With close to 250 million Indians not connected to the discom grid or able to reliably access electricity, DRE-based minigrids are an effective solution to meet citizens’ electricity needs. Shakti supported Okapi Research and Advisory to identify solutions for integrating minigrids with the utility grid. Minigrids can provide clean and reliable power using locally available resources.
This report provides a detailed analysis of the financing needs of off-grid enterprises across various stages and business models, taking into account the needs of important stakeholders such as off-grid energy access enterprises, product manufacturers, and micro and minigrid players. The report also presents the challenges faced by enterprises in raising capital from the traditional source of finance sources and highlights the need for alternate financing facilities. In an attempt to close this gap, the report draws upon international research and intensive stakeholder analysis, to design and present alternate financing solutions for off-grid enterprises.
Government policies to meet electricity and non-electricity energy needs in rural India have had a limited impact. Policy and decision-makers in the Government are needed to be informed about the performance of existing energy delivery mechanisms so that are able to take corrective action. With this in mind, Shakti supported a project for developing energy access indicators for six energy-deprived states of the country namely Bihar, Jharkhand, Madhya Pradesh, Uttar Pradesh, Odisha, and West Bengal. The project draws insights from data acquired from primary surveys of 8566 households across 714 villages in six states. The multi-dimensional and multi-tiered indices developed capture the state of access to modern cooking energy and electricity in India, and identifies bottlenecks that cause energy deprivation. These findings will be used to make recommendations to the Government, provide insights for policy analysis and design, and will be disseminated among rural energy service companies to enable them to access markets more effectively.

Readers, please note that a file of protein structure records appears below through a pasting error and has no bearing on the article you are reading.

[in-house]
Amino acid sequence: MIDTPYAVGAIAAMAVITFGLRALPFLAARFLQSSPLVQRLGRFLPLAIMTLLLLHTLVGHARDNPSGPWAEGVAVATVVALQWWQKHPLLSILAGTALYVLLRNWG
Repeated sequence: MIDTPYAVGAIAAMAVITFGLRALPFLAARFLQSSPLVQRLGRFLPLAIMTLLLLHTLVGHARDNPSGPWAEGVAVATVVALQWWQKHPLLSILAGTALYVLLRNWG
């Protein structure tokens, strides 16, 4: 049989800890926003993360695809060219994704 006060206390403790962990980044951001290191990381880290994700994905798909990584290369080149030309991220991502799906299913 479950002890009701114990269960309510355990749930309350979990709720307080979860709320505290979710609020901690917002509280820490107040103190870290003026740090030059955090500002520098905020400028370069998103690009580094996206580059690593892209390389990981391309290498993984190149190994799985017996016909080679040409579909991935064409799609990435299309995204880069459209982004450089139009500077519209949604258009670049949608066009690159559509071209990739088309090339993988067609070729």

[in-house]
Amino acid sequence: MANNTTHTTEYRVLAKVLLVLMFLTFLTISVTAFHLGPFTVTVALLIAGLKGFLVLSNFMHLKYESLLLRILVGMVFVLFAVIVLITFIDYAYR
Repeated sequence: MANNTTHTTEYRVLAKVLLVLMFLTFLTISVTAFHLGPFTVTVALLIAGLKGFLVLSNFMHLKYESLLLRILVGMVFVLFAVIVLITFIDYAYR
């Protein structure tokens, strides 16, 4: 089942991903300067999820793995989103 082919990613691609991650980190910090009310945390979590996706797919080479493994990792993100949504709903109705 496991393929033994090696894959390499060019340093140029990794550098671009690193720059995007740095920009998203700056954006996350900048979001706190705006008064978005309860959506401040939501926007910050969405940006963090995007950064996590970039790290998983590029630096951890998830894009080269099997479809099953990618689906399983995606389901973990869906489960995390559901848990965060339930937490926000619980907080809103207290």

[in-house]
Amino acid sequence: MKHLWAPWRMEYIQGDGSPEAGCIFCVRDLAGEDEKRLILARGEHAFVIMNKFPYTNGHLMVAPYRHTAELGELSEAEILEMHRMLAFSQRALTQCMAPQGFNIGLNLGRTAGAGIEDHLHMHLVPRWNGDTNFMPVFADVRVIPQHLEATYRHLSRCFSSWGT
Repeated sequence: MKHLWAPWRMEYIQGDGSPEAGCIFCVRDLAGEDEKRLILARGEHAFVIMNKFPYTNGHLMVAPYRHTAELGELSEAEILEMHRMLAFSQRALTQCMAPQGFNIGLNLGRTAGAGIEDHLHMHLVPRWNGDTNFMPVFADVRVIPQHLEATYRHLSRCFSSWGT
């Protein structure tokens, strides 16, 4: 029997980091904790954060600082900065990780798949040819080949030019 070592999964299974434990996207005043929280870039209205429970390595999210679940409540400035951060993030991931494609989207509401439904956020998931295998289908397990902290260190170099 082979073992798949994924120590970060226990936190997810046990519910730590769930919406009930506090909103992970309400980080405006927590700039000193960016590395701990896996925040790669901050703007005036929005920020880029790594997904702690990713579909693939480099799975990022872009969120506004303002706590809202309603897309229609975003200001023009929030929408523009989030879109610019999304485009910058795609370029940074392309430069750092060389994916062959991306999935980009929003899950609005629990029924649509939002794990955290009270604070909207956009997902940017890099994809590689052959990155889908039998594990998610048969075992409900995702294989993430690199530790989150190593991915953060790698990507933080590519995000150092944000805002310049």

The Ministry of New and Renewable Energy (MNRE) was keen on exploring implementation models to leverage existing and planned programmes of the Government of India and the State governments on water supply, irrigation, electricity access and livelihoods so as to expand the scope of its solar agriculture pump program. In this regard, Shakti provided technical assistance to MNRE for formulating guidelines on solar agriculture pump models for states. The report proposes five implementation models that vary based on the funding source, subsidy structure and implementing agency. It also contains tools that may be very useful programme design, monitoring and evaluation, and communication.
The Energy Entrepreneurship Incubation Programme (EEIP) was designed to build a pool of micro energy entrepreneurs who could invest in decentralized renewable energy solutions. The programme is expected to find solutions to plug a key gap - non-existence of an organized rural energy sales, distribution and service chain. EEIP operated in five districts of Bihar to train 175 potential candidates to sensitize them on rural energy market opportunities specifically around technology, operations, financing and enterprise creation aspects. The programme identified 13 candidates and assisted them to set up energy enterprises which included 9 individuals and 4 village institutions. Some of the enterprises established include solar charging stations, solar mini-grids and solar products retailing.
This paper serves as an introduction to the series. It provides an overview of the DRE sector, the technologies it employs, the features of these solutions, and their relevance for India.
Decentralized renewable energy (DRE) is seen to have enormous potential to address energy access gaps in India, but the sector’s growth has been constrained by numerous factors, including the lack of skilled manpower for critical functions. To date, the approach to address this shortfall has been to devise training programme in DRE. While there is no doubt that skills development through training is important, a systematic approach to address the labour void in DRE faces two challenges. The first is a lack of understanding of the employment needs and prospects of the DRE sector, and the second is gaps in the way DRE training is currently being provided.
Provision of clean cooking energy in India is a big challenge. The paper discusses clean cooking by identifying and deliberating important themes such as technology choice, product design, market development, affordability, financing, fuel management and policies.